Apr 29, 2015. 02:24 PM | Likes Like |Link to Comment
  • At $49 Per Share, Realty Income Is Priced For Good, But Not Great Returns [View article]
    It's hard to say, but I think fears of a rate increase are overblown.

    It is possible that REITs will rally on a rate increase, much like Gundlach is predicting bonds may rally on a rate hike. Remember we're talking about 0.05% to 0.25% or 0.50%, these are still very low rates. Bernanke has stated we won't see a 4% fed funds rate again in his lifetime (http://bit.ly/1xfER9b).

    The whole fixation on rates doesn't seem to be accurately predicting moves in the sector. Take today, with a GDP miss shouldn't REITs be rallying because a rate hike may be further away? Instead OHI, O and HCP are down 3%.
    Apr 29, 2015. 01:11 PM | 2 Likes Like |Link to Comment
  • At $49 Per Share, Realty Income Is Priced For Good, But Not Great Returns [View article]
    To Josh: It depends what return you are satisfied with. An 8% return on a low-beta stock is a good investment IMHO.

    Of course a 10+% return at $45 is better, but the trouble is you don't know how long it will be.

    At $45/share the stock would have to pullback 20% from the yearly high, these pullbacks do not occur very often for O. I count 4 20% corrections since 1994 (so one every 5 years or so). Waiting for a one in five year event to save 10% doesn't make sense when the opportunity cost is 8% a year.

    But remember there are other stocks to buy, so you might just avoid O for now thinking that there are better returns elsewhere.

    So the short answer is: if you want to own O I would go for it, just be realistic about the return that you expect and have a price target to sell if it goes too high.
    Apr 28, 2015. 04:37 PM | 5 Likes Like |Link to Comment
  • If The Future Resembles The Past, Exxon Shareholders Have A Lot To Look Forward To [View article]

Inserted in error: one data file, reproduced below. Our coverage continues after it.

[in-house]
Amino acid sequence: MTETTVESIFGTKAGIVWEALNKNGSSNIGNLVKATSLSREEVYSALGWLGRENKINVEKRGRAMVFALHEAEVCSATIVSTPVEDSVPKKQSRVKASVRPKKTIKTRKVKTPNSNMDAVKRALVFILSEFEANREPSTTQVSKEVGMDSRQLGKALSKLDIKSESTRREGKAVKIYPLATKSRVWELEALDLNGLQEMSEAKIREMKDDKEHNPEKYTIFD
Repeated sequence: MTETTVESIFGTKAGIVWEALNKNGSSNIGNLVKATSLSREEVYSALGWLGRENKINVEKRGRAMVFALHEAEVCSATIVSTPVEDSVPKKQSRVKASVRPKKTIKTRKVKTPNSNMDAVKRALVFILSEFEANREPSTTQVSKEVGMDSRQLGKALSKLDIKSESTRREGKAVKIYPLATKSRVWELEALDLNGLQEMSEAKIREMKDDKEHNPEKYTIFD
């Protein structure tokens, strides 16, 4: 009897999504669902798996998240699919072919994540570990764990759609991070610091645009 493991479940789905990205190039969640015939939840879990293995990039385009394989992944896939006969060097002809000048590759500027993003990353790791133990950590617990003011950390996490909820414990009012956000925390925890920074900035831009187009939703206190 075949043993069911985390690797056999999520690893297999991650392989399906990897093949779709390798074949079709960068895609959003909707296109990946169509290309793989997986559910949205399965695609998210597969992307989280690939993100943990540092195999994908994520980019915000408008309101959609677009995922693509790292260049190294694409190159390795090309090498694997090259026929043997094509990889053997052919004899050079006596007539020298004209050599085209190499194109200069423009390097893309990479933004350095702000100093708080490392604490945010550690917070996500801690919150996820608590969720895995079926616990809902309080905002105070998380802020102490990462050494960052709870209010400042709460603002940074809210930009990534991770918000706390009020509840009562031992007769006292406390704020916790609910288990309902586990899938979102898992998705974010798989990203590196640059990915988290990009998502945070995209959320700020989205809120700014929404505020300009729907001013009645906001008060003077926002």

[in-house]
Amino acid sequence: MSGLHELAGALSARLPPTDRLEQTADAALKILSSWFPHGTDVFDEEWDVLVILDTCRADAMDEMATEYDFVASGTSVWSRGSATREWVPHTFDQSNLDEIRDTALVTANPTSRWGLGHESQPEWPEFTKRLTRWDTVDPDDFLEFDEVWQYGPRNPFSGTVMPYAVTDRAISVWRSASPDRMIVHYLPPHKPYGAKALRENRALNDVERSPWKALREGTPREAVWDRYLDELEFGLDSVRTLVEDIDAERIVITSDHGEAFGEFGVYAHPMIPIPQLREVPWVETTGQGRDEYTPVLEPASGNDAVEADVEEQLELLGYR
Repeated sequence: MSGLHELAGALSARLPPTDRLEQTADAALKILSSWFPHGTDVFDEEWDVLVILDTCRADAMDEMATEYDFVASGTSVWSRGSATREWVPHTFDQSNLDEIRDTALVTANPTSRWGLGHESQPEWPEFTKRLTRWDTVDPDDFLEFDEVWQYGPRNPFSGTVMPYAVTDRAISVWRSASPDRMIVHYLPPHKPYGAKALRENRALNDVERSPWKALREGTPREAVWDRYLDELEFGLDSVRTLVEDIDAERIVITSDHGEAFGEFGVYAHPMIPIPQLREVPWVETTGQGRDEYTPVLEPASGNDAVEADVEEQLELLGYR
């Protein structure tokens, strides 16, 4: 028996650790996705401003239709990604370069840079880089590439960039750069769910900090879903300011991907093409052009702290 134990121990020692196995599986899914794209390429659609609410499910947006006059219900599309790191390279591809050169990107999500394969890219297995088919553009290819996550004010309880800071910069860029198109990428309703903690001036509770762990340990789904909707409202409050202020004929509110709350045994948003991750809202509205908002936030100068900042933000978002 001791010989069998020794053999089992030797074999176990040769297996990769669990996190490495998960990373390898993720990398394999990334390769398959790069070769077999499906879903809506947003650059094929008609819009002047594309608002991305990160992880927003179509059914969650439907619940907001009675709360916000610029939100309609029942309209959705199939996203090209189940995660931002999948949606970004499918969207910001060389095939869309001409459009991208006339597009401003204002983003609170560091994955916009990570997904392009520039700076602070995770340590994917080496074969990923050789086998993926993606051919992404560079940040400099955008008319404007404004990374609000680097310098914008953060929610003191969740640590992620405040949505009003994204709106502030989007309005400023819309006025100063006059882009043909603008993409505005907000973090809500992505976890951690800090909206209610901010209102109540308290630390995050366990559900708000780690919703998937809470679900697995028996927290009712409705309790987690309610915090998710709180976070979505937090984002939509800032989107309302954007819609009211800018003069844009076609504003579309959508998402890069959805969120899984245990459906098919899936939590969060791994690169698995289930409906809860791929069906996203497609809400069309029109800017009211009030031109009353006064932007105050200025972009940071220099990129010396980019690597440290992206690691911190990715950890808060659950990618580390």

Plenty of declining industries have been excellent investments.

    Cigarette consumption in the U.S. has been in decline for decades, how has an investment in MO done?

    Even if your thesis that fossil fuel demand have peaked is correct, it does not follow that investments in XOM, CVX or COP are not sound ones.
    Apr 25, 2015. 12:03 AM | 9 Likes Like |Link to Comment
  • Deere Has Been Stuck In Neutral, But The Seeds For Future Returns Have Been Sown [View article]
    I believe forward price/earnings is not a good method to predict the returns from a cyclical company. Stocks do not trade based on forward earnings, they trade based on results relative to expectations. Earnings have gone down and analysts expect them to stay down, yet in every cycle since 1980 earnings have bounced back.

    This time may be different, but if earnings do bounce back investors will hit the buy button and the stock will take off. I think DE and AGCO are good bets right now (although I purchased both below where they are trading now). Incidentally, AGCO may be an even better investment, I expect a double in 5 years, but I like Deere for stability, brand and the dividend.

    We'll revisit in 3-5 years...
    Feb 25, 2015. 11:49 AM | 1 Like Like |Link to Comment
  • Warren Buffett Is Right: The Fed Will Have A Tough Time Raising Rates In 2015 [View article]
    I think central banks are buying stocks for the same reason that everyone else is:

    It's a search for yield when bonds yield less than stocks.

    http://bloom.bg/1D4V40B
    Feb 6, 2015. 08:09 AM | 1 Like Like |Link to Comment
  • Philip Morris: Big Warning Signs [View article]
    I don't agree with your response.

    You can be a long-term investor in a stock and choose to view currency fluctuations as too difficult to predict. Remember other investors are doing the same thing. What you are really trying to predict is what other investors response to unknowable future currency moves will be. You can see why some might view this as simply unknowable short-term volatility.

    That is why a stock can rally even when the news is bad. It could just come in as not as bad as the market was expecting.
    Feb 5, 2015. 02:45 PM | 9 Likes Like |Link to Comment
  • Consider This Before You Sell On Fears Of A Strong Dollar [View article]
    The market was surprised Yellen didn't push rising rates back.

    It's no matter for investors. Today the market panics because maybe rates go from 0.1% to 1%, tomorrow the market remembers the Fed is only considering raising rates because the economy is ok.

    I would say the exact opposite in a falling rate cycle. It's interesting that the top of the 2007 bull market coincided almost exactly with the Fed's first rate cut. Investors have it all wrong, you should be afraid of the Fed cutting interest rates not raising them...

    http://cnnmon.ie/1CAuxbj
    Jan 28, 2015. 08:39 PM | Likes Like |Link to Comment